April 2011
Volume 52, Issue 14
ARVO Annual Meeting Abstract  |   April 2011
Visualization of Lipid Penetration into Contact Lenses by Confocal Microscopy
Author Affiliations & Notes
  • Jean T. Jacob
    Department of Ophthalmology, LSU Health Sciences Center, New Orleans, Louisiana
  • Jenae M. Guinn
    Department of Ophthalmology, LSU Health Sciences Center, New Orleans, Louisiana
  • Tamika Y. Edwards
    Department of Ophthalmology, LSU Health Sciences Center, New Orleans, Louisiana
  • Footnotes
    Commercial Relationships  Jean T. Jacob, Alcon, Bausch and Lomb (R), Alcon, DSM-PTG (F); Jenae M. Guinn, Alcon (F); Tamika Y. Edwards, Alcon, DSM-PTG (F)
  • Footnotes
    Support  Unrestricted grants from Research to Prevent Blindness and Alcon
Investigative Ophthalmology & Visual Science April 2011, Vol.52, 6543. doi:
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      Jean T. Jacob, Jenae M. Guinn, Tamika Y. Edwards; Visualization of Lipid Penetration into Contact Lenses by Confocal Microscopy. Invest. Ophthalmol. Vis. Sci. 2011;52(14):6543.

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      © ARVO (1962-2015); The Authors (2016-present)

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Purpose: : To investigate the ability of confocal microscopy to visualize the penetration of lipids into silicone hydrogel (SiHy) contact lenses and then to use confocal microscopy to determine the effects of varying lens material properties and surface treatments as well as two multipurpose cleaning solutions (MPS) on the extent of that lipid penetration over periods of simulated wear.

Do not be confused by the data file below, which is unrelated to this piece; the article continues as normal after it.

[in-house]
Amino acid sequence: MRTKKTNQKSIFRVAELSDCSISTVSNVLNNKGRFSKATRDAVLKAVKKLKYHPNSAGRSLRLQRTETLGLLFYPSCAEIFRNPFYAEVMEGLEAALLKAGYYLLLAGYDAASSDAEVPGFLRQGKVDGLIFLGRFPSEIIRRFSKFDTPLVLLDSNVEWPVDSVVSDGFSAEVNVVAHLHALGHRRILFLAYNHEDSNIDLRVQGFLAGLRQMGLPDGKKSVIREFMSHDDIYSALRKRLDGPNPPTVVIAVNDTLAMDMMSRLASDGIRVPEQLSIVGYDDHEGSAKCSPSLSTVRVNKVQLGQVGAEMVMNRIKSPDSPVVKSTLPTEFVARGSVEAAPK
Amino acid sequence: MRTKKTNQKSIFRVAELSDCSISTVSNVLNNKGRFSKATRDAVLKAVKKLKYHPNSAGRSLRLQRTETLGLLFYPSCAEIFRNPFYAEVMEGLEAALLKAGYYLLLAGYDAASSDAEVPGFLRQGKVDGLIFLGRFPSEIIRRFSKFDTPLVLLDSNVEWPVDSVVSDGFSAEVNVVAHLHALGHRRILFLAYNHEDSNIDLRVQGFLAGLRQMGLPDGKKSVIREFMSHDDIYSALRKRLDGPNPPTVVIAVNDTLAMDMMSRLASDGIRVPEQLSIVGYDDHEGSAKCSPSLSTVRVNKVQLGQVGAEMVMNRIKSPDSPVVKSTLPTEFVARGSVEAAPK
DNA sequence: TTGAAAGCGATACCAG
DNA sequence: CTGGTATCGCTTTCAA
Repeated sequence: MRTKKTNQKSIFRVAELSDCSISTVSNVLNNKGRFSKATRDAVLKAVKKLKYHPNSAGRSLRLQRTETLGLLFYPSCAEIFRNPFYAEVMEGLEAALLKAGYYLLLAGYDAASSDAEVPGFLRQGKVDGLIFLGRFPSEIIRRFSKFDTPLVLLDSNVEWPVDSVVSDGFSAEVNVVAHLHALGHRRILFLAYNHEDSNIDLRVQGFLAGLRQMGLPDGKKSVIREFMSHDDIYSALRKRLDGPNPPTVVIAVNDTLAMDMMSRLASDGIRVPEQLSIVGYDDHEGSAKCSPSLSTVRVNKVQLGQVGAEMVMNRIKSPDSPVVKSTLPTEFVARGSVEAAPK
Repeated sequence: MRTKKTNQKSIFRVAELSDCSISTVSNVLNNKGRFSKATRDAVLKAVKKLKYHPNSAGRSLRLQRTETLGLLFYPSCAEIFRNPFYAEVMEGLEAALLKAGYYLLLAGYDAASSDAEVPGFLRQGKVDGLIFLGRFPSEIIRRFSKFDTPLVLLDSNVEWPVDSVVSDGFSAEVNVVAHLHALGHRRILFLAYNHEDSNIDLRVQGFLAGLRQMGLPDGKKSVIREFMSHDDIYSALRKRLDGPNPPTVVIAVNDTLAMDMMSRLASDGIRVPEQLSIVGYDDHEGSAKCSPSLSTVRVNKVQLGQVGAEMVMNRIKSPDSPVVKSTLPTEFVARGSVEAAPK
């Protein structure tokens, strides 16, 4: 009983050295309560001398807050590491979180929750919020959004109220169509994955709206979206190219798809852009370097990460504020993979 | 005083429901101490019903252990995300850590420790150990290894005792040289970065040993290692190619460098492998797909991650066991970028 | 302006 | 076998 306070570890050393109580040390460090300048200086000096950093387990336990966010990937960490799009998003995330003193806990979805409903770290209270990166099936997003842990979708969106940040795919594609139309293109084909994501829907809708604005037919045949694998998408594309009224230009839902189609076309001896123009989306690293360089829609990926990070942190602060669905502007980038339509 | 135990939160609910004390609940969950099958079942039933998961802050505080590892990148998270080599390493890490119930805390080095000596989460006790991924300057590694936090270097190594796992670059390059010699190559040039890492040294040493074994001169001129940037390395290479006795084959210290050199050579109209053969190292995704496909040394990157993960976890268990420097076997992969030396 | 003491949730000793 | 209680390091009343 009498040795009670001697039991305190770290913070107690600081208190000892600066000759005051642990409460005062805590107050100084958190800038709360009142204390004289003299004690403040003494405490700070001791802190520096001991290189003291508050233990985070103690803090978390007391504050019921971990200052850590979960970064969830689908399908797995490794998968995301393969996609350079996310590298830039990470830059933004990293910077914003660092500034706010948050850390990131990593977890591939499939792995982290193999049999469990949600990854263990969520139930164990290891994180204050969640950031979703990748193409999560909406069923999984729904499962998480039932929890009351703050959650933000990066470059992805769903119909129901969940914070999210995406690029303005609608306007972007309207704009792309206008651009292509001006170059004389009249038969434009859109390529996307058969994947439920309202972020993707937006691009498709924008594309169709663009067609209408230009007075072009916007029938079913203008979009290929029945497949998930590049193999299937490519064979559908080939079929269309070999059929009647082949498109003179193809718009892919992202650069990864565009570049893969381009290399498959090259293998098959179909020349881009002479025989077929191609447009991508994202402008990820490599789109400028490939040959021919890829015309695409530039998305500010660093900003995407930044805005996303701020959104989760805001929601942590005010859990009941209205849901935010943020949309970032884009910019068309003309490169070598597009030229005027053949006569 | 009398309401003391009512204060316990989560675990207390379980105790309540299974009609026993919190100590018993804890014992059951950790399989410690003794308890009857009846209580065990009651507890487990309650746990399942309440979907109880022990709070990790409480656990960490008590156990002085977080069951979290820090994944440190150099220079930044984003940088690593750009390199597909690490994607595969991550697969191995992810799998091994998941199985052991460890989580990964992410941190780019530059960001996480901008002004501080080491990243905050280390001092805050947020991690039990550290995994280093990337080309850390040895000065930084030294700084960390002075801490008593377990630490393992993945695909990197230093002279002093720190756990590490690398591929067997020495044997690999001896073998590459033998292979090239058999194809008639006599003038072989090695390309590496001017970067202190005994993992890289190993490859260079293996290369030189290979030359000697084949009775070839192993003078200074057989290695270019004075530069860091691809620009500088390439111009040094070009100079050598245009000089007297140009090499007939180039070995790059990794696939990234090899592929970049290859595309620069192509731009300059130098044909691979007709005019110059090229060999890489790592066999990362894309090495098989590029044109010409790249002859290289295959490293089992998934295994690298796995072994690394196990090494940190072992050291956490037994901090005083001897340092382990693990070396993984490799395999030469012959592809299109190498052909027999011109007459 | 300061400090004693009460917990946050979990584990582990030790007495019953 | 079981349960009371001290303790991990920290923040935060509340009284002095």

Methods: : The degree of penetration and adsorption of fluorescently-labeled phosphatidylcholine (PC) and cholesterol (Chol) penetration into four types of SiHy lenses (Balafilcon, Lotrafilcon, Senofilcon, Comifilcon) after 30 mins, 1, 12, 24, or 36 hrs of simulated wear conditions was determined using confocal microscopy. The resulting cross-sectional images and mean fluorescent intensity data collected for each sample by using the software-based histogram utility was compared and contrasted. Penetration differences between the central 6 mm and the peripheral edges of the lenses were also analyzed. Additionally, the effects of two MPS on the degree of lipid penetration after exposure to 24 hours of labeled-artificial tear solution (ATF) were determined.

Results: : Confocal microscopy allows good spatial visualization of the lipid penetration into silicone hydrogel lenses. The penetration of both lipids into all lenses was generally diffusion dependent. However, tagged-PC showed more specific surface interaction with some of the lens surfaces (Balafilcon and Senofilcon) than tagged-Chol. The rate of the diffusion was dependent upon the lens surface and the initial lipid-surface interaction. Balafilcon and Senofilcon showed more punctuate surface lipid penetration then the other lens types. By 24 hrs of exposure to labeled-ATF, lipid was detectable throughout the bulk of all lens types. Differences between the rate of lipid penetration between the central and peripheral edges of the lenses were noted for all lenses by only significant for Balafilcon. The cleaning effects of both MPSs varied depending upon the lipid and lens type.

Conclusions: : Fluorescently-labeled ATF components and subsequent confocal microscopy analysis are useful for determining differences in surface modification techniques and biofouling of SiHy lenses.

Keywords: contact lens • lipids • detection 

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